The short-term technical story is one of the Loonie being home on the range. USDCAD has traded within a 1.2340-1.2780 band since January 22, managing to look bid near the top and offered near the bottom. That is likely due to WTI oil prices in the $45.00/bbl and the prospect of another BoC rate cut being fully priced in. If so, it makes sense to buy USDCAD around 1.2380, with a stop below 1.2310 and to sell USDCAD near 1.2760 with a stop above 1.2820

USDCAD 4-hour with trading band highlighted
usdcadSource: Saxo Bank

– Edited by Oliver Morrison

Loonie flatter than a pancake on Shrove Tuesday 17Feb15


Loonie flatter than a pancake on Shrove Tuesday

Michael O’Neill

FX Consultant / IFXA Ltd

Canada

  • WTI rally fading in early NY trading
  • Loonie bounces off support
  • Easy ride in EURUSD coming to an end

By Michael O’Neill

The long Valentine’s day weekend in the US and most of Canada has ended and traders have returned to their desks to look at a world that isn’t a whole lot different than the one they left on Friday.

It was a less-than-cherubic weekend for many. Photo: iStock

If love was indeed in the air, there is scant evidence of it in Europe and the Middle East at the moment. Greece is still trying to renegotiate a new debt repayment (or non-repayment) deal, the Russian-Ukraine ceasefire is (at least around Debaltseve) a free-fire zone and ISIS continues to destabilise the Middle East. What is different, however, is the FX market.

EUR may be finding a short term floor

EURUSD was not bothered by the “no deal” news from Greece. In fact it rallied and is currently trading higher than it was on Friday. Part of the reason for the rally can be explained by the IMM Commitment of Traders (COT) report: Short EURUSD spec positions total €17.3 billion.

So who is left to sell it? EURUSD has dropped from about 1.4000 in May 2014 to a low of 1.1140 in January 2015. Almost all of the decline can be attributed to rate cuts and expectations of a quantitative easing programme.

What’s left? There is an old adage that says something like “currencies will move in the direction where they can hurt the most amount of people in the shortest amount of time”. EURUSD may well be heading to par or below, but in my opinion, that move is unlikely to occur until there is a positioning shakeout.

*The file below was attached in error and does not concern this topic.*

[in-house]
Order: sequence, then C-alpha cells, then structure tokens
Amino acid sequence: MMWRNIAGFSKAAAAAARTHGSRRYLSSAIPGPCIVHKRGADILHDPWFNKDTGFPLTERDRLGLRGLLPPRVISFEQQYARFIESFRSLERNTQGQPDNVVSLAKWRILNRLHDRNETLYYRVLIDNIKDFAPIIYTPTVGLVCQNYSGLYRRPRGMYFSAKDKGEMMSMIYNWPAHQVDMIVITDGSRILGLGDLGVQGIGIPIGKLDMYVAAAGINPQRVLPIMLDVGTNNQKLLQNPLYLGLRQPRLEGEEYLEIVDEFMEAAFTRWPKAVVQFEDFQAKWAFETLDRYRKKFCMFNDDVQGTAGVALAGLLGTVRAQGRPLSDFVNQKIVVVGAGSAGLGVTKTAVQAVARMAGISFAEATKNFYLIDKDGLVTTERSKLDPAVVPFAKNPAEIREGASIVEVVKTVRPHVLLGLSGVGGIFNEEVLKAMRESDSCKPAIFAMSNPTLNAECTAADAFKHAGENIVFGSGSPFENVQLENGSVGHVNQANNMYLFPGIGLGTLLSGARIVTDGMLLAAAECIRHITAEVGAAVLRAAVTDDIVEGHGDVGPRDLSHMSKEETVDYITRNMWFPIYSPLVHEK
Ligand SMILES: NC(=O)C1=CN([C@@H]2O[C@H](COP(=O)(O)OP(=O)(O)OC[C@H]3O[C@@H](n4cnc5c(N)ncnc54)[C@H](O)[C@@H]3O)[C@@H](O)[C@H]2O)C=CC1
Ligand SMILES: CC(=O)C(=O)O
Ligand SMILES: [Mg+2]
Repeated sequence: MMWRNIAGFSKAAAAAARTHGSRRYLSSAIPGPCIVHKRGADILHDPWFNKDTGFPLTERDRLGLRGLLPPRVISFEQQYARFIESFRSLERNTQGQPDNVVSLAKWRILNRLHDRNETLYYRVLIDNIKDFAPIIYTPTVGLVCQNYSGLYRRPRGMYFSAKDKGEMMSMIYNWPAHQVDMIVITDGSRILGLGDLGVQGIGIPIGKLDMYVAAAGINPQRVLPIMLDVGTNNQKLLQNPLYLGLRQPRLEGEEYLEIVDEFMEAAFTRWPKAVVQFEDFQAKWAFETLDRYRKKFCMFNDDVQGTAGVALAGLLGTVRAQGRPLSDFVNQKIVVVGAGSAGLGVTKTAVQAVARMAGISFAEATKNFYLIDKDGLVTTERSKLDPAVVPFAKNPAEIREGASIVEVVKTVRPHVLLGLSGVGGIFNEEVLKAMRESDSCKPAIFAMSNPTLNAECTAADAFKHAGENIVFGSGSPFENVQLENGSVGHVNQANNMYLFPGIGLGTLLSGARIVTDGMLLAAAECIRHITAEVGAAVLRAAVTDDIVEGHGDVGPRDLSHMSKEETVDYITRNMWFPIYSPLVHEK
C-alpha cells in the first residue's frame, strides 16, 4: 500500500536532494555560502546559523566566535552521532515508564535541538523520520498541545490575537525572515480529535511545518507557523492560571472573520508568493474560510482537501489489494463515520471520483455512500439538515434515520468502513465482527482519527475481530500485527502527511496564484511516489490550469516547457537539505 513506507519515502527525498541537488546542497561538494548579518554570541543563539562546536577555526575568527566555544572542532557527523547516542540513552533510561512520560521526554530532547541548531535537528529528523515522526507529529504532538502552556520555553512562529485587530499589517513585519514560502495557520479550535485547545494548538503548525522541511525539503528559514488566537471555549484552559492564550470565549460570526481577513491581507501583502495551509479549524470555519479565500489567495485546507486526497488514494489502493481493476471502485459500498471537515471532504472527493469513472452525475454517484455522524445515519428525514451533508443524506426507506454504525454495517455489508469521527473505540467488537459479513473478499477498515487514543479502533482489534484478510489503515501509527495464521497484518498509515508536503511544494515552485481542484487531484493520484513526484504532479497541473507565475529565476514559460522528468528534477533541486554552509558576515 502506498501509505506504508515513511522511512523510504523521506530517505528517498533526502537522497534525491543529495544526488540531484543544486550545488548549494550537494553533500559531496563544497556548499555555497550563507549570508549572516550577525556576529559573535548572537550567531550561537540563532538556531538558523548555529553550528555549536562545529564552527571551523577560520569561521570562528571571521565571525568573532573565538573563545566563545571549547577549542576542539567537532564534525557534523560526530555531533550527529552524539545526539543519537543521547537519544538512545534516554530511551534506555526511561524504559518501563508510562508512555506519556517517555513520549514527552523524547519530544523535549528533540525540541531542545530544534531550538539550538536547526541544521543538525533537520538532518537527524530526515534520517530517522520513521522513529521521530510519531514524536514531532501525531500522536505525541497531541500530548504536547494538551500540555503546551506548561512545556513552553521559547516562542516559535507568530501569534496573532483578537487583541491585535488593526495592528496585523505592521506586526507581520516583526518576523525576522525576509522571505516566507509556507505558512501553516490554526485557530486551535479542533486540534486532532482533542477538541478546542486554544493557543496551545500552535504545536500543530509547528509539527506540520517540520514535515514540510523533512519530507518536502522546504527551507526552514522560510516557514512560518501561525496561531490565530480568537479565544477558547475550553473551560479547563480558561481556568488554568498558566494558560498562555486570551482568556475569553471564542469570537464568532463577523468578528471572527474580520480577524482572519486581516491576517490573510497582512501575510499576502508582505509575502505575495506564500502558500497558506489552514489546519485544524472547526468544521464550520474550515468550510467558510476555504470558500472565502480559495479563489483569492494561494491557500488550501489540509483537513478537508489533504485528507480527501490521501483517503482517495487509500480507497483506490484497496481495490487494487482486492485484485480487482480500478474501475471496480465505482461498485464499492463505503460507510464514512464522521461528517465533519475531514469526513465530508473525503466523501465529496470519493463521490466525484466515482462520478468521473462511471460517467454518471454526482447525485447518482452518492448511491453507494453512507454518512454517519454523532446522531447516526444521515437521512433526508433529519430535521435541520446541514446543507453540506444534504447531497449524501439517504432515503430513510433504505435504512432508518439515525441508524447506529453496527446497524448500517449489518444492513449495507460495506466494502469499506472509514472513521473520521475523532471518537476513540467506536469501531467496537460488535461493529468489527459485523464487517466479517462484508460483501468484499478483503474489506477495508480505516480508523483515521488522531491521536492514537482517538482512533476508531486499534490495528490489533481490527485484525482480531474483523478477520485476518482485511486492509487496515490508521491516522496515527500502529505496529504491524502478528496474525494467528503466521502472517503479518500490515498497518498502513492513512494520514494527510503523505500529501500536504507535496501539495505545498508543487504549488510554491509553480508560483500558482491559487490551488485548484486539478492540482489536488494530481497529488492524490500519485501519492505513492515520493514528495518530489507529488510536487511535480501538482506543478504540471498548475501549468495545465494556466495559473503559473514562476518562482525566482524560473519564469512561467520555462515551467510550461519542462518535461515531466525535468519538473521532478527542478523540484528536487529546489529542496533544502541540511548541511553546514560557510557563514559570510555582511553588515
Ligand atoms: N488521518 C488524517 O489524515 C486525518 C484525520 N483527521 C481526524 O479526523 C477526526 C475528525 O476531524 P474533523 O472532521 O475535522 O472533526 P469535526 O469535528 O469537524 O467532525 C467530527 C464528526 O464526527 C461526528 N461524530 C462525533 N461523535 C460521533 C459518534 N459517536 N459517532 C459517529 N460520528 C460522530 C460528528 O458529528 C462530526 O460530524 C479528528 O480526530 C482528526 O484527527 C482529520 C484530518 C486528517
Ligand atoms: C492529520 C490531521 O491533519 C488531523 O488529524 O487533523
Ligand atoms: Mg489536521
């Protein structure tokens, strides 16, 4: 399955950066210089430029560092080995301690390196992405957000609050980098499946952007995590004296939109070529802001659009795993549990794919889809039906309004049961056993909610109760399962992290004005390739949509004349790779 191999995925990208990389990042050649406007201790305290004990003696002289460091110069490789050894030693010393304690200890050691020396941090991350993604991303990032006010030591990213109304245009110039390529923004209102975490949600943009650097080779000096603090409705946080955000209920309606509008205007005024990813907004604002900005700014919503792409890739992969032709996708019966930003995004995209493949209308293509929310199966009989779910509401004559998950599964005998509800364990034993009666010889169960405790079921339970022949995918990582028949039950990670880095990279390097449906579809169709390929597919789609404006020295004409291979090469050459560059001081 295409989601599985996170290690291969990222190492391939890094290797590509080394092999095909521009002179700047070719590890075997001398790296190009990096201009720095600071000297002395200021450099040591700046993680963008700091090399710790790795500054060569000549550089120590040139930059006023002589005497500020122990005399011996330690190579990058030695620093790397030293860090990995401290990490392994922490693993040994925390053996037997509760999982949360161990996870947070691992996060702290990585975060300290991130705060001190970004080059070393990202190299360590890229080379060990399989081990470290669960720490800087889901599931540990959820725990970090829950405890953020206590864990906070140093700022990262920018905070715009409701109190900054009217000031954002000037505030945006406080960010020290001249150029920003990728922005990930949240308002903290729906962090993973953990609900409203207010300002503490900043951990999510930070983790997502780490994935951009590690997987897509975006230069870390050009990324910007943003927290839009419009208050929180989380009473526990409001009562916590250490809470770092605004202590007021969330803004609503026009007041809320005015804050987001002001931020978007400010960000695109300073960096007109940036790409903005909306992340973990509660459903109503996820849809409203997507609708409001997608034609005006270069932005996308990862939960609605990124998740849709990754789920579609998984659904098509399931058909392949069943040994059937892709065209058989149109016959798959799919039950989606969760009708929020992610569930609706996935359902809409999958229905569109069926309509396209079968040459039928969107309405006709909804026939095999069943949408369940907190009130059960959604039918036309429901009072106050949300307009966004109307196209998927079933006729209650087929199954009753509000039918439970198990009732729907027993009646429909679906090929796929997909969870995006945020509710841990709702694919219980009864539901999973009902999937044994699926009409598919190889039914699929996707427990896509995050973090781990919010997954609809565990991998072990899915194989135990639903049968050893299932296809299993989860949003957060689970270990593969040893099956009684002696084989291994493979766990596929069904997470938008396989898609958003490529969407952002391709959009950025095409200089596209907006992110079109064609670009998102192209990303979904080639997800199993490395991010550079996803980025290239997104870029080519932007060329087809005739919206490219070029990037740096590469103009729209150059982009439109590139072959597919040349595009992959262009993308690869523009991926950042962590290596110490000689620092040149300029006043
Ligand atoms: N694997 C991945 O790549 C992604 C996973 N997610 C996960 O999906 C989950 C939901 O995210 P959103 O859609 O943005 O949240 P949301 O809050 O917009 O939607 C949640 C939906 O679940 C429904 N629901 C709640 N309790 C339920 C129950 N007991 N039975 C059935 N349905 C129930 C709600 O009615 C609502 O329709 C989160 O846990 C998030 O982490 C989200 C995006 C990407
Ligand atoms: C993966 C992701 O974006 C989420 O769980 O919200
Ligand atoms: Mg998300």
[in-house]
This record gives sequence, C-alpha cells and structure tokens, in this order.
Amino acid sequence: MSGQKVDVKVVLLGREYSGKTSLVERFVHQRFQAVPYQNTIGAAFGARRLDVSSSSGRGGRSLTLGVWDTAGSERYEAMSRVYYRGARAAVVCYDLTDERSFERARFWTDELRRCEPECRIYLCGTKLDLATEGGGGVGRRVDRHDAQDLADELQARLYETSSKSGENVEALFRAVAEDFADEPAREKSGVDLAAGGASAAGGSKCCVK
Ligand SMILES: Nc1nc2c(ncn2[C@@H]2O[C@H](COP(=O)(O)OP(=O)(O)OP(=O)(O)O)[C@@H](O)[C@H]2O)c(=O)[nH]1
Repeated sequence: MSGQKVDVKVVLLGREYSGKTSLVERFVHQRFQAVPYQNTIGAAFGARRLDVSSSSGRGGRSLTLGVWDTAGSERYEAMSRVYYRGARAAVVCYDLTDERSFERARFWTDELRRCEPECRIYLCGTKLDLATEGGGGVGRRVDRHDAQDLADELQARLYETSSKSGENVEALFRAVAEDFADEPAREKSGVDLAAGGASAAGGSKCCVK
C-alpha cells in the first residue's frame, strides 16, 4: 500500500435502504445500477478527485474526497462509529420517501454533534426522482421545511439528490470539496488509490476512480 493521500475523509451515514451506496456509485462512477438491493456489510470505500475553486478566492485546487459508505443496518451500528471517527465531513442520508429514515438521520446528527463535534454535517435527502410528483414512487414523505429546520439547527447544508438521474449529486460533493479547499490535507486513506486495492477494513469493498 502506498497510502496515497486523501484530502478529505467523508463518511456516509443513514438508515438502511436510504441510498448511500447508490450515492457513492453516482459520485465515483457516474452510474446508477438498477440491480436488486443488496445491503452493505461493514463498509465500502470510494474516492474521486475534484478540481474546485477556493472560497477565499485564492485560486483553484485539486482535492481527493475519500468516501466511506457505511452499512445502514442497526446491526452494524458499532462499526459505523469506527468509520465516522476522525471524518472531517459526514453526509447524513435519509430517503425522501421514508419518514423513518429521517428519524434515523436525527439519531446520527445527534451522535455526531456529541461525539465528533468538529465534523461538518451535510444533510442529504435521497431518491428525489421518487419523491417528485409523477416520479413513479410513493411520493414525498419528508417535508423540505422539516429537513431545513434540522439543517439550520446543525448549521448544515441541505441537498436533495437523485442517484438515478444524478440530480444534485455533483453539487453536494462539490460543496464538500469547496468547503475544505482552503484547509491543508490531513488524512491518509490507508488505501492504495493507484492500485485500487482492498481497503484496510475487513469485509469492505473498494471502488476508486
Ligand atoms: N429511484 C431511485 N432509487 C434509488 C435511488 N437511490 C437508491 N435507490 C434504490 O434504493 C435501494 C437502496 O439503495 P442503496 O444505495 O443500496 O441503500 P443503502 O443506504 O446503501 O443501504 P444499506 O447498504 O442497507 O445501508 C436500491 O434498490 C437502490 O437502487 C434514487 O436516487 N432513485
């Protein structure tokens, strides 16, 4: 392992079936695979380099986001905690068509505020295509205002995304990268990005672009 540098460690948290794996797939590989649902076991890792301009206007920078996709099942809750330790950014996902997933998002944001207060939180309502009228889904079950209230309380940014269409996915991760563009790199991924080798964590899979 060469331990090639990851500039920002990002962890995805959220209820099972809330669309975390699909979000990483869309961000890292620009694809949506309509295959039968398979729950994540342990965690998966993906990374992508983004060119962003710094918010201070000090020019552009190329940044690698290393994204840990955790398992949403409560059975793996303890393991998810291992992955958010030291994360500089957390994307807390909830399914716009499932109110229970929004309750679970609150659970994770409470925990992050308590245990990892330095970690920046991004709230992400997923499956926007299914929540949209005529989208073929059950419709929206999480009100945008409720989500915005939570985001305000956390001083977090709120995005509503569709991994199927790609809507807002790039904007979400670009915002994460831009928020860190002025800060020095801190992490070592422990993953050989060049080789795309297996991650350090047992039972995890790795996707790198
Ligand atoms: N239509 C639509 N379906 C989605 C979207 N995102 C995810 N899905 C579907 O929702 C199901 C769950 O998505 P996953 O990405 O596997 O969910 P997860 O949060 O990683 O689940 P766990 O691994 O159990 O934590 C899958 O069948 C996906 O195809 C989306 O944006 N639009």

Tick tock, tick tock

EURUSD is a ticking time bomb. It has dropped continuously for almost a year without a meaningful correction. That may change. The easy money has been made and any hint of an extend rally could turn into a stampede.

Any way you slice it, Fibonacci retracement projections from the May 2014 peak, the September break of support or the December 2014 drop all point to the risk of a significant correction, while leaving the underlying downtrend intact.

EURUSD four-hour with Fibonacci from May 2014

Source: Saxo Bank

USDX near the middle of the range

The US dollar index is failing to provide any near term direction to the US dollar. It appears to be as confused as the rest of the market as it waffles around within a 93.35-95.34 band.

The mid-December rally appears to have ended with the break below 94.25-30 early in February, although additional losses have been shallow. On the other hand, the long term uptrend from October remains intact and while trading above 93.35, the outlook is for additional gains.

In the short term, trading action above 94.25 targets a break of resistance at 94.50 to extend gains to 95.10. Below 94.25 suggests further losses to 93.95.

USDX daily

Source: Saxo Bank


Oil gains may prove too slick to hold

Price movements are rarely one-way and oil prices are no different. WTI has dropped significantly since Opec chose not to reduce production in November. The recent bounce, then, should be no surprise.

Oil prices found a short term bottom close to $44.10/barrel and have since popped higher. The rally has been attributed to falling rigs and most recently, the risk of supply disruption following Egyptian bombing raids into Libya.

From a Fibonacci retracement standpoint, the rally is shallow and corrective. It hasn’t even tested the 38.2 retracement of the November-February range. The peak-to-trough retracement (September 2013-February 2015) isn’t even close to the 23.6% Fibonacci retracement.

Arguably, WTI is a sell below $55.00/b.

WTI with Fibonacci retracement

Source: Saxo Bank

Loonie rallies with oil

Rising oil prices in a market well long USDCAD gave wings to the loonie. After spending Monday in a 1.2420-80 range, USDCAD fell through support at 1.2420, triggering stops at 1.2415 and gain at 1.2380.

The weekend’s news that Egypt bombed ISIS targets is part of the reason for the rally. If true, the WTI move will be short-lived as Libya isn’t much of an oil producer, lately.

There isn’t a lot of domestic data to drive USDCAD trading this week, at least not until Friday’s Retail Sales report. A stronger than expected result (December Retail Sales forecast negative 0.4% month-over-month) and even higher WTI prices could push USDCAD below key support at 1.2320 and trigger a sharp and nasty plunge to 1.2050.

The Canadian dollar needs oil to continue its rally if it is to post any gains. Photo: iStock